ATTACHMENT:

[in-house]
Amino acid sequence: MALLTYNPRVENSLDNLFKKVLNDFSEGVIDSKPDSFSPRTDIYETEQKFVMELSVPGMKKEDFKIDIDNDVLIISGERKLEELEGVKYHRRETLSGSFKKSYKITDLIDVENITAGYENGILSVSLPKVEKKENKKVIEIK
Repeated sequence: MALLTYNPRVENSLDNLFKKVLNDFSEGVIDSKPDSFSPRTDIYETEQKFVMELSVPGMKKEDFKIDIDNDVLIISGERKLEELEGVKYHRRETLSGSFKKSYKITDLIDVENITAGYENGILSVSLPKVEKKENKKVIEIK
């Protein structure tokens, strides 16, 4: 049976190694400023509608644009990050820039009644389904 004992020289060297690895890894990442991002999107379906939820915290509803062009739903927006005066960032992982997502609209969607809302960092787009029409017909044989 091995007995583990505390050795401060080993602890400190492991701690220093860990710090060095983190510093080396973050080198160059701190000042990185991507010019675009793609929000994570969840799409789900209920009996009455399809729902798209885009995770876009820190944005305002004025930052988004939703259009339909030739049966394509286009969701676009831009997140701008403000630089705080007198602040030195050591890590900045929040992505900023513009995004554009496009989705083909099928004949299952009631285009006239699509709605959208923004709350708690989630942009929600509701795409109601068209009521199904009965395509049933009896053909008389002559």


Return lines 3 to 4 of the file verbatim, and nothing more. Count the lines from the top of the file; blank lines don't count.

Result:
Repeated sequence: MALLTYNPRVENSLDNLFKKVLNDFSEGVIDSKPDSFSPRTDIYETEQKFVMELSVPGMKKEDFKIDIDNDVLIISGERKLEELEGVKYHRRETLSGSFKKSYKITDLIDVENITAGYENGILSVSLPKVEKKENKKVIEIK
């Protein structure tokens, strides 16, 4: 049976190694400023509608644009990050820039009644389904 004992020289060297690895890894990442991002999107379906939820915290509803062009739903927006005066960032992982997502609209969607809302960092787009029409017909044989 091995007995583990505390050795401060080993602890400190492991701690220093860990710090060095983190510093080396973050080198160059701190000042990185991507010019675009793609929000994570969840799409789900209920009996009455399809729902798209885009995770876009820190944005305002004025930052988004939703259009339909030739049966394509286009969701676009831009997140701008403000630089705080007198602040030195050591890590900045929040992505900023513009995004554009496009989705083909099928004949299952009631285009006239699509709605959208923004709350708690989630942009929600509701795409109601068209009521199904009965395509049933009896053909008389002559």